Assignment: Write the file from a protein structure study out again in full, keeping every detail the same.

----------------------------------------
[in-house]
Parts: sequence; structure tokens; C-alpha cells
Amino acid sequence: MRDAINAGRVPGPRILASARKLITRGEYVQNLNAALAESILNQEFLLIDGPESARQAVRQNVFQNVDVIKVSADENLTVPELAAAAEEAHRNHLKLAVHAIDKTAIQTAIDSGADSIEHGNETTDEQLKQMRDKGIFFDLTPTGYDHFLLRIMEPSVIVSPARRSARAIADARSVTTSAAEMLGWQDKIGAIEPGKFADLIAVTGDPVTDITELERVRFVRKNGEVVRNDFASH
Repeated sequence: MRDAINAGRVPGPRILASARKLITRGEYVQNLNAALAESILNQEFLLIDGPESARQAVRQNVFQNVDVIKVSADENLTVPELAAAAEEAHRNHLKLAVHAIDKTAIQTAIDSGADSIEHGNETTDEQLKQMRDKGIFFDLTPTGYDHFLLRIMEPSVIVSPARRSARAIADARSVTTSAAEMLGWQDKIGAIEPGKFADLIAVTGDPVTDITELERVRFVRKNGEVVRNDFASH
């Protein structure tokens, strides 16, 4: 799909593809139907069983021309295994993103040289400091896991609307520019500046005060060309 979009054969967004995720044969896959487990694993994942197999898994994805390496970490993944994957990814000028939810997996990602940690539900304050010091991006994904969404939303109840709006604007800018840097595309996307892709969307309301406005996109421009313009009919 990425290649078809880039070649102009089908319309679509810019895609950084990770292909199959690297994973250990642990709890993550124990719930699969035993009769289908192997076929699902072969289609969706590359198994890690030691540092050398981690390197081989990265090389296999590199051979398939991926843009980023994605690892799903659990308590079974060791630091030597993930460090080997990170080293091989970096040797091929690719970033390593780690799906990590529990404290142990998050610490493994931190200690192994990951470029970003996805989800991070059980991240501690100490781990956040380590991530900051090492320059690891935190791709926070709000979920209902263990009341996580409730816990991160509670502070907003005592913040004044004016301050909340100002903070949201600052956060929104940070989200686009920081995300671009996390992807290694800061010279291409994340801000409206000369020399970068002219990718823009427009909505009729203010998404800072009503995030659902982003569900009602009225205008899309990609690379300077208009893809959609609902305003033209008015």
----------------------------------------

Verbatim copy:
[in-house]
Parts: sequence; structure tokens; C-alpha cells
Amino acid sequence: MRDAINAGRVPGPRILASARKLITRGEYVQNLNAALAESILNQEFLLIDGPESARQAVRQNVFQNVDVIKVSADENLTVPELAAAAEEAHRNHLKLAVHAIDKTAIQTAIDSGADSIEHGNETTDEQLKQMRDKGIFFDLTPTGYDHFLLRIMEPSVIVSPARRSARAIADARSVTTSAAEMLGWQDKIGAIEPGKFADLIAVTGDPVTDITELERVRFVRKNGEVVRNDFASH
Repeated sequence: MRDAINAGRVPGPRILASARKLITRGEYVQNLNAALAESILNQEFLLIDGPESARQAVRQNVFQNVDVIKVSADENLTVPELAAAAEEAHRNHLKLAVHAIDKTAIQTAIDSGADSIEHGNETTDEQLKQMRDKGIFFDLTPTGYDHFLLRIMEPSVIVSPARRSARAIADARSVTTSAAEMLGWQDKIGAIEPGKFADLIAVTGDPVTDITELERVRFVRKNGEVVRNDFASH
């Protein structure tokens, strides 16, 4: 799909593809139907069983021309295994993103040289400091896991609307520019500046005060060309 979009054969967004995720044969896959487990694993994942197999898994994805390496970490993944994957990814000028939810997996990602940690539900304050010091991006994904969404939303109840709006604007800018840097595309996307892709969307309301406005996109421009313009009919 990425290649078809880039070649102009089908319309679509810019895609950084990770292909199959690297994973250990642990709890993550124990719930699969035993009769289908192997076929699902072969289609969706590359198994890690030691540092050398981690390197081989990265090389296999590199051979398939991926843009980023994605690892799903659990308590079974060791630091030597993930460090080997990170080293091989970096040797091929690719970033390593780690799906990590529990404290142990998050610490493994931190200690192994990951470029970003996805989800991070059980991240501690100490781990956040380590991530900051090492320059690891935190791709926070709000979920209902263990009341996580409730816990991160509670502070907003005592913040004044004016301050909340100002903070949201600052956060929104940070989200686009920081995300671009996390992807290694800061010279291409994340801000409206000369020399970068002219990718823009427009909505009729203010998404800072009503995030659902982003569900009602009225205008899309990609690379300077208009893809959609609902305003033209008015």